In winter, North America's Arctic tundra appears to be a vast and desolate blanket of snow and ice. Appearances deceive. Your eyes wouldn't spot a speck of green anywhere. But despite the frigid temperatures, an unlimited quantity of nutritious lichens and moss thrives just a few inches beneath the landscape's frozen crust. Think of it as a salad buffet served up by Mother Nature especially for the vegetarian creatures -- herbivores -- that live on the frozen plain.
Caribous and Reindeer
Large relatives of the deer, caribous are iconic of Alaska and Canada's far north and are the same species as the reindeer of Scandinavia, Greenland and Russia. Every year in North America, vast herds consisting of 50,000 to 500,000 animals travel hundreds of miles between spring calving grounds on the tundra to wintering grounds in boreal forests. Female caribous, unlike female deer, have antlers, though they're not as massive as the males'. Similarly, bull caribous, which can weigh as little as 275 pounds and more than 600 pounds, are much larger than cows, which average 200 to 300 pounds.
The musk ox resembles a bison but is more closely related to goats. It gets its name from the strong, musky odor emitted by males to attract mates. Its coat consists of a shaggy outer layer and a downy winter undercoat shed in blanket-size chunks every spring. Called qiviut, this fur is collected by people who follow the herds. Warmer and more finely textured than wool, yarn made from qiviut is comparable to cashmere; it can be knitted or woven in the same way. On average, musk oxen range from 6 feet to 7.5 feet long, measure 4 to 5 feet at the shoulder and weigh 400 to 900 pounds.
In winter, the Arctic hare's thick fur is almost blindingly white, providing excellent camouflage against the ice and snow covering the tundra, Its black eyelashes act like sunglasses to shield the animal's eyes from glare. Since it doesn't hibernate, its roly-poly body shape and relatively short ears help it conserve heat. On average, this hare weighs 6.5 pounds to 11 pounds. With its long hind legs and snowshoelike back feet, the Arctic hare can clear up to 7 feet in a single bound and run at speeds of 40 miles per hour -- without sinking into the snow. The indigenous people of the north hunt the Arctic hare for its meat and fur.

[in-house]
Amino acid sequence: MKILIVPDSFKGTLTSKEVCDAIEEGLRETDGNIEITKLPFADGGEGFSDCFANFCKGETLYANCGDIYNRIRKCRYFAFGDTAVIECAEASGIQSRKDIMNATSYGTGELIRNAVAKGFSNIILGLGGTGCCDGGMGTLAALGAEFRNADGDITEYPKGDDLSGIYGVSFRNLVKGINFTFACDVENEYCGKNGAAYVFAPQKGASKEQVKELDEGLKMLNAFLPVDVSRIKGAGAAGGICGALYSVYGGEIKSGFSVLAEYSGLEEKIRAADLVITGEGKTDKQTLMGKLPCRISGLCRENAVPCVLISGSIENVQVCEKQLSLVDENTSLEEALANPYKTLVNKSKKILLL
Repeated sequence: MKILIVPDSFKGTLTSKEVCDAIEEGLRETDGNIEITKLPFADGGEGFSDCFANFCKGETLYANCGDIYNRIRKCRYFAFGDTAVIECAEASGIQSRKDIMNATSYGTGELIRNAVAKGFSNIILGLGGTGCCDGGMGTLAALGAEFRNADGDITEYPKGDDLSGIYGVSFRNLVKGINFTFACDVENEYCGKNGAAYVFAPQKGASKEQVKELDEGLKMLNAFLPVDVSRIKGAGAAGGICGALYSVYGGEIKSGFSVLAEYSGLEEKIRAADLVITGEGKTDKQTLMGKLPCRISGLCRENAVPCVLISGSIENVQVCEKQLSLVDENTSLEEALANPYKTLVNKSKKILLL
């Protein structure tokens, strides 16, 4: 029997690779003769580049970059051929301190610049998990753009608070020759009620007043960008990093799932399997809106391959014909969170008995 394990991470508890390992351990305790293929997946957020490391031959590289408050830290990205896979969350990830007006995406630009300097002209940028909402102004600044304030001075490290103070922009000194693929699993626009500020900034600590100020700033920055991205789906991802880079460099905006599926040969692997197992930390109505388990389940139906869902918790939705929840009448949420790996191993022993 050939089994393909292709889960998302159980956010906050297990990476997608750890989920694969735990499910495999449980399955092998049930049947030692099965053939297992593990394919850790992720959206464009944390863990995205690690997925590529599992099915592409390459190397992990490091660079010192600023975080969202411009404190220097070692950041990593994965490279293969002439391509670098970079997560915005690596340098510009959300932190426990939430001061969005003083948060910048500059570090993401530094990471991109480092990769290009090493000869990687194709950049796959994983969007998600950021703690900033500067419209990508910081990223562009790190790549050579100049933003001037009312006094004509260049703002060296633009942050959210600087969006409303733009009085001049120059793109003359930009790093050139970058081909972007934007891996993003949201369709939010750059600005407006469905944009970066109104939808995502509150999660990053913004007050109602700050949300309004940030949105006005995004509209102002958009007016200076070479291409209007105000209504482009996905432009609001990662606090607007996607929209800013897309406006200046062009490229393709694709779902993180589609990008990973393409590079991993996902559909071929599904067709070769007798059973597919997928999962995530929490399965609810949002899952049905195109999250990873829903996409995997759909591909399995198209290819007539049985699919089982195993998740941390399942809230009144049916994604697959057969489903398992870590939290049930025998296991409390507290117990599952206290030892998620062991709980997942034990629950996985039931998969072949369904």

Pity the poor lemming, the tundra's smallest mammal and a favorite snack for almost every predator in the Arctic. Because this mouselike rodent weighing 2 ounces to 4 ounces is part of the staple diet of so many animals, changes in population can have serious repercussions. For unknown reasons, in four-year-cycles, lemming numbers fluctuate wildly between extremes, peaking to vast overpopulation before crashing to semi-extinction levels. The story that lemmings commit suicide en masse by running off cliffs isn't true; but in peak years, they are often seen in swarms on land and sea ice. Their colors vary during summer. In winter, their coats turn white, and they live in burrows under the snow.
- Beyond Penguins and Polar Bears: Life in the Tundra
- Wildlife Conservation Society: Caribou
- National Geographic: Musk-Ox
- Tundra Animals: Musk Ox
- University of Alaska Fairbanks: Large Animal Research Station: What Is Qiviut?
- National Geographic: Arctic Hare
- Canadian Geographic Kids!: Animal Facts: Fast Facts: Arctic Hare
- Canadian Polar Commission: Did You Know? The Mighty Lemming
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